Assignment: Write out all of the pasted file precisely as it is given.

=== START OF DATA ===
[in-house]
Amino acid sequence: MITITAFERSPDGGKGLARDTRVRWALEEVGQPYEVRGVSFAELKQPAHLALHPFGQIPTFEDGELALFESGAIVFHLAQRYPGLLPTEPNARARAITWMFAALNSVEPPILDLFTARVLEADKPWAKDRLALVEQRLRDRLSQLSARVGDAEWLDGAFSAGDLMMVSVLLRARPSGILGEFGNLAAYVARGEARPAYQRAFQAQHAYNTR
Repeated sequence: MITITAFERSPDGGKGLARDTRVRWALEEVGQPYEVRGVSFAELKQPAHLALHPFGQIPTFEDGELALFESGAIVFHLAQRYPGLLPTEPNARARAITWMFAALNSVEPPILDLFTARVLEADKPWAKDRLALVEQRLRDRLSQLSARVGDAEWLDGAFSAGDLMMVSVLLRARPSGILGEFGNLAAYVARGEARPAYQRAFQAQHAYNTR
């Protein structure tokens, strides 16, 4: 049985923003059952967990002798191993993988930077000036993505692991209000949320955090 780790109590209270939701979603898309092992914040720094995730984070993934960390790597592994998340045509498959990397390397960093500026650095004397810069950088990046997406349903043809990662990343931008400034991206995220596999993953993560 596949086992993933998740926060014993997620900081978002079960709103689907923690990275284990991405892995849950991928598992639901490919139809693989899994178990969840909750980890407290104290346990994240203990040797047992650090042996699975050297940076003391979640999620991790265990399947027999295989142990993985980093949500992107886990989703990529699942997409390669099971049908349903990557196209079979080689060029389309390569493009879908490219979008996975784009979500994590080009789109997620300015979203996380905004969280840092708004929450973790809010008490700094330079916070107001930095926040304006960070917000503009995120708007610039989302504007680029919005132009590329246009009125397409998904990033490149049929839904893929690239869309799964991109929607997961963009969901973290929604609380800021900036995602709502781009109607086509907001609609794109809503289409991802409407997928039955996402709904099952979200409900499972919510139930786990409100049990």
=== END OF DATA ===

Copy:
[in-house]
Amino acid sequence: MITITAFERSPDGGKGLARDTRVRWALEEVGQPYEVRGVSFAELKQPAHLALHPFGQIPTFEDGELALFESGAIVFHLAQRYPGLLPTEPNARARAITWMFAALNSVEPPILDLFTARVLEADKPWAKDRLALVEQRLRDRLSQLSARVGDAEWLDGAFSAGDLMMVSVLLRARPSGILGEFGNLAAYVARGEARPAYQRAFQAQHAYNTR
Repeated sequence: MITITAFERSPDGGKGLARDTRVRWALEEVGQPYEVRGVSFAELKQPAHLALHPFGQIPTFEDGELALFESGAIVFHLAQRYPGLLPTEPNARARAITWMFAALNSVEPPILDLFTARVLEADKPWAKDRLALVEQRLRDRLSQLSARVGDAEWLDGAFSAGDLMMVSVLLRARPSGILGEFGNLAAYVARGEARPAYQRAFQAQHAYNTR
């Protein structure tokens, strides 16, 4: 049985923003059952967990002798191993993988930077000036993505692991209000949320955090 780790109590209270939701979603898309092992914040720094995730984070993934960390790597592994998340045509498959990397390397960093500026650095004397810069950088990046997406349903043809990662990343931008400034991206995220596999993953993560 596949086992993933998740926060014993997620900081978002079960709103689907923690990275284990991405892995849950991928598992639901490919139809693989899994178990969840909750980890407290104290346990994240203990040797047992650090042996699975050297940076003391979640999620991790265990399947027999295989142990993985980093949500992107886990989703990529699942997409390669099971049908349903990557196209079979080689060029389309390569493009879908490219979008996975784009979500994590080009789109997620300015979203996380905004969280840092708004929450973790809010008490700094330079916070107001930095926040304006960070917000503009995120708007610039989302504007680029919005132009590329246009009125397409998904990033490149049929839904893929690239869309799964991109929607997961963009969901973290929604609380800021900036995602709502781009109607086509907001609609794109809503289409991802409407997928039955996402709904099952979200409900499972919510139930786990409100049990």